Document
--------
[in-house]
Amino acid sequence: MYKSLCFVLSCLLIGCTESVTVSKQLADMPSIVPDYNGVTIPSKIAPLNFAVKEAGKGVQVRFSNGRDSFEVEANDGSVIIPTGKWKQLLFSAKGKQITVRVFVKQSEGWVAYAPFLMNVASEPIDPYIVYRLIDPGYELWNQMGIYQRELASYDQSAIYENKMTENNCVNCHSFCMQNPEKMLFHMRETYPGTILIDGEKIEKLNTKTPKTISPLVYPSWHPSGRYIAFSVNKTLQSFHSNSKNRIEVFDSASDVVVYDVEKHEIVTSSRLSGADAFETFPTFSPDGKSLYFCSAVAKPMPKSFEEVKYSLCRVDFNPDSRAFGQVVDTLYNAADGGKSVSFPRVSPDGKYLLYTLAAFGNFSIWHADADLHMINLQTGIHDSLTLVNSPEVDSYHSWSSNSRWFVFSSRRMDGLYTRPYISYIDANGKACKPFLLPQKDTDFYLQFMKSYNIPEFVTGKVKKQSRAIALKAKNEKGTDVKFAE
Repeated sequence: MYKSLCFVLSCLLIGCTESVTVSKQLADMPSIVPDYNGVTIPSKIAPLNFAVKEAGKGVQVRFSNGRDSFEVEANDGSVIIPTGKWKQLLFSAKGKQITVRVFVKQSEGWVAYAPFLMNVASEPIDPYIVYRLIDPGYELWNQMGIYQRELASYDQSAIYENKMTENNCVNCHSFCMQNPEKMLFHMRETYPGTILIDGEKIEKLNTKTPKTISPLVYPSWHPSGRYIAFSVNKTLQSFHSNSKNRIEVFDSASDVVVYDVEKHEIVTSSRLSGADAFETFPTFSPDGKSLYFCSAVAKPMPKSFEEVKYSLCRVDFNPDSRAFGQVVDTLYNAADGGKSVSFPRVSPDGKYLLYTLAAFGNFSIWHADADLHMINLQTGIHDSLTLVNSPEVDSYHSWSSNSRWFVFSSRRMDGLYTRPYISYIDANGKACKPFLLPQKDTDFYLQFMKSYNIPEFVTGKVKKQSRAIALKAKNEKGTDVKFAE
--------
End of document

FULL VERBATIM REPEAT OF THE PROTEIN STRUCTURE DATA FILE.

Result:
[in-house]
Amino acid sequence: MYKSLCFVLSCLLIGCTESVTVSKQLADMPSIVPDYNGVTIPSKIAPLNFAVKEAGKGVQVRFSNGRDSFEVEANDGSVIIPTGKWKQLLFSAKGKQITVRVFVKQSEGWVAYAPFLMNVASEPIDPYIVYRLIDPGYELWNQMGIYQRELASYDQSAIYENKMTENNCVNCHSFCMQNPEKMLFHMRETYPGTILIDGEKIEKLNTKTPKTISPLVYPSWHPSGRYIAFSVNKTLQSFHSNSKNRIEVFDSASDVVVYDVEKHEIVTSSRLSGADAFETFPTFSPDGKSLYFCSAVAKPMPKSFEEVKYSLCRVDFNPDSRAFGQVVDTLYNAADGGKSVSFPRVSPDGKYLLYTLAAFGNFSIWHADADLHMINLQTGIHDSLTLVNSPEVDSYHSWSSNSRWFVFSSRRMDGLYTRPYISYIDANGKACKPFLLPQKDTDFYLQFMKSYNIPEFVTGKVKKQSRAIALKAKNEKGTDVKFAE
Repeated sequence: MYKSLCFVLSCLLIGCTESVTVSKQLADMPSIVPDYNGVTIPSKIAPLNFAVKEAGKGVQVRFSNGRDSFEVEANDGSVIIPTGKWKQLLFSAKGKQITVRVFVKQSEGWVAYAPFLMNVASEPIDPYIVYRLIDPGYELWNQMGIYQRELASYDQSAIYENKMTENNCVNCHSFCMQNPEKMLFHMRETYPGTILIDGEKIEKLNTKTPKTISPLVYPSWHPSGRYIAFSVNKTLQSFHSNSKNRIEVFDSASDVVVYDVEKHEIVTSSRLSGADAFETFPTFSPDGKSLYFCSAVAKPMPKSFEEVKYSLCRVDFNPDSRAFGQVVDTLYNAADGGKSVSFPRVSPDGKYLLYTLAAFGNFSIWHADADLHMINLQTGIHDSLTLVNSPEVDSYHSWSSNSRWFVFSSRRMDGLYTRPYISYIDANGKACKPFLLPQKDTDFYLQFMKSYNIPEFVTGKVKKQSRAIALKAKNEKGTDVKFAE